I can only hope they understand why I find it more timely and necessary to debate nearly anything else regarding sex work: why we abandon the regulation of sex work to law enforcement; why we do not more loudly demand accountability when members of law enforcement abuse sex workers; why more of us do not support transgender women and gender nonconforming people profiled and harassed by law enforcement as sex workers; why it is that those who face criminal records for their alleged involvement in the sex trades are overwhelmingly women of color, transgender women, and poor women;  why even after forty years of their own organizing do we not consider sex workers’ rights to be labor rights; or even, if you insist, why some people find their own feelings about sex work to matter more than the persistent, systemic, and almost entirely socially-sanctioned stigma against sex work and, by unqualified extension, against sex workers, which puts their well-being and their lives at risk every day.

For those seeking that more complete debate, they may be pleased to find a new volume devoted to the subject.

2013: The Work of Sex Work Writing

I put all my wrap-up energy into this list of the best sex work writing of 2013, so this will be short and sweet. Mostly, because most of my writing this year is in this book, which you can have come March 11, 2014:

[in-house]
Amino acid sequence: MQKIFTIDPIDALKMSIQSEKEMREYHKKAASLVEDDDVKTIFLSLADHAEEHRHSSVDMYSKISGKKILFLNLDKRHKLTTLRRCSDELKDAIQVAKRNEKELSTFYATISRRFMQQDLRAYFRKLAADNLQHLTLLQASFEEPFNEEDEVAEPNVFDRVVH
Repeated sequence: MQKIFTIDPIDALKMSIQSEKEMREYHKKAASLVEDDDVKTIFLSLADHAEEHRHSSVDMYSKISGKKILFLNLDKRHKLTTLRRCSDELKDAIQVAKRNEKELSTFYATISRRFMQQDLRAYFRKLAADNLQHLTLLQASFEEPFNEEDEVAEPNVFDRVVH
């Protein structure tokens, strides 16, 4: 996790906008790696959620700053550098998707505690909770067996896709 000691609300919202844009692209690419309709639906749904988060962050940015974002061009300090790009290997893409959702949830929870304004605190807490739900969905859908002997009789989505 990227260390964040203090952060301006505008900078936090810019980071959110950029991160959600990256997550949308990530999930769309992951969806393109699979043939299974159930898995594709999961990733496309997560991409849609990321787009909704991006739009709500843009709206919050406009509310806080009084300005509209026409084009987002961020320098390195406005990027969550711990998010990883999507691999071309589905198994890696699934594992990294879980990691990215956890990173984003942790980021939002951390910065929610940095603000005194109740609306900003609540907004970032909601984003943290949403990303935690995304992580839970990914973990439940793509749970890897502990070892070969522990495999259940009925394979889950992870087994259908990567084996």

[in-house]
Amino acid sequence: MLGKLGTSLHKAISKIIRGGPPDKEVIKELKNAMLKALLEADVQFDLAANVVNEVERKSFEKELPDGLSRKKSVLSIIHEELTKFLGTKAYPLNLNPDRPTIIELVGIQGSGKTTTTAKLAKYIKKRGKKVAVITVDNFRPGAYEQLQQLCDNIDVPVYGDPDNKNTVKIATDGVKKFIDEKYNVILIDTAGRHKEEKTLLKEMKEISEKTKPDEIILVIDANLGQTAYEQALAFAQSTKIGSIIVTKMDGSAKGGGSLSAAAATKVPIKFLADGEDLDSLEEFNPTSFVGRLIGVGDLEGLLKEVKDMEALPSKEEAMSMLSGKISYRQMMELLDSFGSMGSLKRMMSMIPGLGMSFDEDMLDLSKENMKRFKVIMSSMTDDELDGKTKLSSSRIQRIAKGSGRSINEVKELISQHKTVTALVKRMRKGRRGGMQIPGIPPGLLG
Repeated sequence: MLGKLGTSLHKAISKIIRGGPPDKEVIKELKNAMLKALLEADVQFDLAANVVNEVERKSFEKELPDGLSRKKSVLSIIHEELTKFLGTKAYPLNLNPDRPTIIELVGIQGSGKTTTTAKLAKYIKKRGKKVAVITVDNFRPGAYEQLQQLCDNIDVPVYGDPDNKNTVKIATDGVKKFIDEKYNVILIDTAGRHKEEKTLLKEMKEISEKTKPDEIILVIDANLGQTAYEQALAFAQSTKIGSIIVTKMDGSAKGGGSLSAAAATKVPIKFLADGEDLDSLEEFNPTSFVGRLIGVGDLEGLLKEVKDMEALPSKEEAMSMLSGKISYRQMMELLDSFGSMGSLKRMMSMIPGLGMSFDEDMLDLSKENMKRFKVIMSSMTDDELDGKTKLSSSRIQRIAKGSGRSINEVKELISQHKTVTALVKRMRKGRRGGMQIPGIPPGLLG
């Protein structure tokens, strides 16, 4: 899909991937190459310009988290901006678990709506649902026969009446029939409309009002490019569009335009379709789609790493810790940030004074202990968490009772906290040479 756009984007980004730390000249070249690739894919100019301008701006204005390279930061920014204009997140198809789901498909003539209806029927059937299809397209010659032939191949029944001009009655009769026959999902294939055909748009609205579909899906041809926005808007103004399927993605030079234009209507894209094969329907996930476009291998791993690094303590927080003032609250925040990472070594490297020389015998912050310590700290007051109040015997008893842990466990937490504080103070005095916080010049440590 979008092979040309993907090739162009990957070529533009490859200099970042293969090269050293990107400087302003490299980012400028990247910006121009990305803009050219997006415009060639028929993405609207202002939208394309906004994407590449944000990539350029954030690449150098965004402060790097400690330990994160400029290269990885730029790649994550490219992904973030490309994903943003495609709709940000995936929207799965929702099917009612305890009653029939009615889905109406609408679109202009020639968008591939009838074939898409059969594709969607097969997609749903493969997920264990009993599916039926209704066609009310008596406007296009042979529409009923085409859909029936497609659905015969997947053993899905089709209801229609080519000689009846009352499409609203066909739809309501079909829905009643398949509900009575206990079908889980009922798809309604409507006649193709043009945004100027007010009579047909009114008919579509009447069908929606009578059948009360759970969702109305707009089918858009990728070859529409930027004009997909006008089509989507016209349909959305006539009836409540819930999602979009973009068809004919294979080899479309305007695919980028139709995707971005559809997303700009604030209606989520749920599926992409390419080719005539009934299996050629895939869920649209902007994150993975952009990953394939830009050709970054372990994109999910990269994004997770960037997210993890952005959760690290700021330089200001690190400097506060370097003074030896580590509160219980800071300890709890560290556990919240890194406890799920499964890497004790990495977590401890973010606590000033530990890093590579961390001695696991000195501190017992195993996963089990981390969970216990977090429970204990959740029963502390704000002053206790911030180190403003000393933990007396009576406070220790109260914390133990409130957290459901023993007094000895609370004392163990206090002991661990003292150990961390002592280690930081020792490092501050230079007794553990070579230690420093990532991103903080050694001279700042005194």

Which now looks like this:

Books. They are inferior to blogging only in that at present, you just have to trust me about what’s in there.

Now here’s what you can read right now:

The War on Sex Workers, my feature for Reason, was my most widely read piece this year.

Sex work at the Super Bowl: the myth and its makers, for The Guardian.

Girl Geeks and Boy Kings, my review of Kate Losse’s book on Facebook for Dissent, runs right into my take on the branding of corporate feminism for The Washington Post. (Terminating in this brief follow-up, “Like” Feminism, at Jacobin.)

Who speaks for women who work in the adult industry?, for The Guardian.

For The Nation, I covered the Supreme Court case challenging the US’s decision to make HIV funding contingent on opposition to sex work.

Anti-Prostitution Pledge Heads to Supreme Court
Ending Prostitution ‘Central’ to Ending AIDS, US Tells Supreme Court
How the Anti-Prostitution Pledge Hinders AIDS Prevention
Supreme Court Strikes Down Anti-Prostitution Pledge for US Groups

For In These Times, I reported on cases of violence against women in the sex trade, and on transgender women in particular.